Data Scientist and nice guy
I swear, I’m still here! The past few weeks have been a bit of madness with job transition, travel, etc.
One of the things I was working on was putting together an update to my Bagging to BERT tutorial for a presentation to the Census’ Center for Optimization and Data Science. Because every talk needs to have a catchy name, I called it:
I’m pretty happy with how it came out. I ended up spending a lot more time talking about tokenization strategies and how, in my opinion, they constitute an example of “transfer learning”.
This is how I visualized it:
|Tokenization as transfer learning|
At “training” time, you create a vocabulary which constitutes all tokens you expect your system will encounter. There’s no practical way to capture every possible token, so your assumption is that the task to which you’ve fit your vocabulary is a good representation of the task you’ll be doing at inference time.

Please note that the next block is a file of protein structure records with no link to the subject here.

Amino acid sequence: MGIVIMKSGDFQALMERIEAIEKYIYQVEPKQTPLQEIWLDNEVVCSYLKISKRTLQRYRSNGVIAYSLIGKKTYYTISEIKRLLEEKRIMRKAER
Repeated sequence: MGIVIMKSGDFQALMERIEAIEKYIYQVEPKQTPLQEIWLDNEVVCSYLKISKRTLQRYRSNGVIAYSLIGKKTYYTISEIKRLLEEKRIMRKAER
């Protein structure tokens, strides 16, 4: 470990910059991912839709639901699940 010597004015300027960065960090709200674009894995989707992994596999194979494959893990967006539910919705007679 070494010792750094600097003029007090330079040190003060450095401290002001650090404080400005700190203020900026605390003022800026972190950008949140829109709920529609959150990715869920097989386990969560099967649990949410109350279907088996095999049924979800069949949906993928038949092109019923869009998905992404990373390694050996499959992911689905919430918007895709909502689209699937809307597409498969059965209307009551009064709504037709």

That sounds a lot like transfer learning to me.
I like this way of thinking about it. Tokenization, from what I’ve seen, is sort of hand-waved away as a little pre-processing step. But, in the words of Bush, it’s the little things that kill. One of the reasons the big bad GPTs struggle at times with math has been theorized to be because of tokenization. That is, because GPT is not specifically trained to tokenize components of mathematical equations, it struggles to answer questions about them.
From my presentation:
|GPT struggles with math|
As usual, Jay Alammar does an excellent job breaking this down.
More to come! I’m hoping to have more time to write now that I’m kind of a free agent :)